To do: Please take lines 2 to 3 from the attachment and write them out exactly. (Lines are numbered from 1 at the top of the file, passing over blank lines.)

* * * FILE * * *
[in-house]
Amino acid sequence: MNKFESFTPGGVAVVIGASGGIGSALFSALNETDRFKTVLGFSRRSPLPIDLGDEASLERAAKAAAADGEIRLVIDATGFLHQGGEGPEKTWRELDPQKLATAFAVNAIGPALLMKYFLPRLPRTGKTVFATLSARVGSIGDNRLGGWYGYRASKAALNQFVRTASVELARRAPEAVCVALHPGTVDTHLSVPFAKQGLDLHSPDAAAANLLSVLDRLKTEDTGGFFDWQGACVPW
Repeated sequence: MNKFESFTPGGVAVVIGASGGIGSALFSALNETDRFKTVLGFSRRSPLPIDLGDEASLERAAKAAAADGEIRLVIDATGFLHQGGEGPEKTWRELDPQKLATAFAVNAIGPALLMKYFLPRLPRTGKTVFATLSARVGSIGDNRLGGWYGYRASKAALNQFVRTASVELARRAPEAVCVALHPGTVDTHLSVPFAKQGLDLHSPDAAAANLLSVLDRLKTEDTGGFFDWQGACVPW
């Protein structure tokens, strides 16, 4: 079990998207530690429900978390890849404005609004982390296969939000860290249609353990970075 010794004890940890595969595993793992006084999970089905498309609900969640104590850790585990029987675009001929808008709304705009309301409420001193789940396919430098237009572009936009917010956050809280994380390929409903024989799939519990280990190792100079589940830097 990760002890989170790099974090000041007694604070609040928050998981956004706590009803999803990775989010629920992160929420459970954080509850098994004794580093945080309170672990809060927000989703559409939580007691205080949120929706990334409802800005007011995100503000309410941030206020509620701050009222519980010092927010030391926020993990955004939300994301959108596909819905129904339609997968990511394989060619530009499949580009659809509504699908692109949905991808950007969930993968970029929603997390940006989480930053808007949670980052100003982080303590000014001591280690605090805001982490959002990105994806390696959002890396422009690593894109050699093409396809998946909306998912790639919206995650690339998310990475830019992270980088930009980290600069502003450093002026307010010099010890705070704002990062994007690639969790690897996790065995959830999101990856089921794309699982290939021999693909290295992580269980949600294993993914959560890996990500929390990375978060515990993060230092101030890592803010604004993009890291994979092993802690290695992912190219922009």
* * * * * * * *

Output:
Amino acid sequence: MNKFESFTPGGVAVVIGASGGIGSALFSALNETDRFKTVLGFSRRSPLPIDLGDEASLERAAKAAAADGEIRLVIDATGFLHQGGEGPEKTWRELDPQKLATAFAVNAIGPALLMKYFLPRLPRTGKTVFATLSARVGSIGDNRLGGWYGYRASKAALNQFVRTASVELARRAPEAVCVALHPGTVDTHLSVPFAKQGLDLHSPDAAAANLLSVLDRLKTEDTGGFFDWQGACVPW
Repeated sequence: MNKFESFTPGGVAVVIGASGGIGSALFSALNETDRFKTVLGFSRRSPLPIDLGDEASLERAAKAAAADGEIRLVIDATGFLHQGGEGPEKTWRELDPQKLATAFAVNAIGPALLMKYFLPRLPRTGKTVFATLSARVGSIGDNRLGGWYGYRASKAALNQFVRTASVELARRAPEAVCVALHPGTVDTHLSVPFAKQGLDLHSPDAAAANLLSVLDRLKTEDTGGFFDWQGACVPW